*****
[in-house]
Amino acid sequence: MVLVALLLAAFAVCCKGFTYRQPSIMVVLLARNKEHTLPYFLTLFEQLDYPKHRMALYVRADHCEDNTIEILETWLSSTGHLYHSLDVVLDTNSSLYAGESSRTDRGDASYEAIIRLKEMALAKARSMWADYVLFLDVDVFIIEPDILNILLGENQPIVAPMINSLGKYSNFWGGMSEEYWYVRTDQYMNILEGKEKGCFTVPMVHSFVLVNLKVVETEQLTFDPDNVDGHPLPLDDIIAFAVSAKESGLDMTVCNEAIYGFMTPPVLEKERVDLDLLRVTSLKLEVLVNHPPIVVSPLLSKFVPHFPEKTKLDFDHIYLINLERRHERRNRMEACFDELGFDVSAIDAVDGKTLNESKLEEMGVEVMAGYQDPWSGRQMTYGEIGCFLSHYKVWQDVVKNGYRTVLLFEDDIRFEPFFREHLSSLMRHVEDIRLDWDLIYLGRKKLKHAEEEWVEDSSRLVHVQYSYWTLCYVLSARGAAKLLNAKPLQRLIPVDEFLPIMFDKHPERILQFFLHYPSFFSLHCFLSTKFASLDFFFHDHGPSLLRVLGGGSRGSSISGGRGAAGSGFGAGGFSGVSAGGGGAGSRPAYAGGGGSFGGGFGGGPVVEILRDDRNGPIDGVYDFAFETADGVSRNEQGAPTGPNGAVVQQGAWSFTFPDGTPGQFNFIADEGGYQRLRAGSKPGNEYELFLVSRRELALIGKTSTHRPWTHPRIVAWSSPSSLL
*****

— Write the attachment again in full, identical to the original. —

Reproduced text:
[in-house]
Amino acid sequence: MVLVALLLAAFAVCCKGFTYRQPSIMVVLLARNKEHTLPYFLTLFEQLDYPKHRMALYVRADHCEDNTIEILETWLSSTGHLYHSLDVVLDTNSSLYAGESSRTDRGDASYEAIIRLKEMALAKARSMWADYVLFLDVDVFIIEPDILNILLGENQPIVAPMINSLGKYSNFWGGMSEEYWYVRTDQYMNILEGKEKGCFTVPMVHSFVLVNLKVVETEQLTFDPDNVDGHPLPLDDIIAFAVSAKESGLDMTVCNEAIYGFMTPPVLEKERVDLDLLRVTSLKLEVLVNHPPIVVSPLLSKFVPHFPEKTKLDFDHIYLINLERRHERRNRMEACFDELGFDVSAIDAVDGKTLNESKLEEMGVEVMAGYQDPWSGRQMTYGEIGCFLSHYKVWQDVVKNGYRTVLLFEDDIRFEPFFREHLSSLMRHVEDIRLDWDLIYLGRKKLKHAEEEWVEDSSRLVHVQYSYWTLCYVLSARGAAKLLNAKPLQRLIPVDEFLPIMFDKHPERILQFFLHYPSFFSLHCFLSTKFASLDFFFHDHGPSLLRVLGGGSRGSSISGGRGAAGSGFGAGGFSGVSAGGGGAGSRPAYAGGGGSFGGGFGGGPVVEILRDDRNGPIDGVYDFAFETADGVSRNEQGAPTGPNGAVVQQGAWSFTFPDGTPGQFNFIADEGGYQRLRAGSKPGNEYELFLVSRRELALIGKTSTHRPWTHPRIVAWSSPSSLL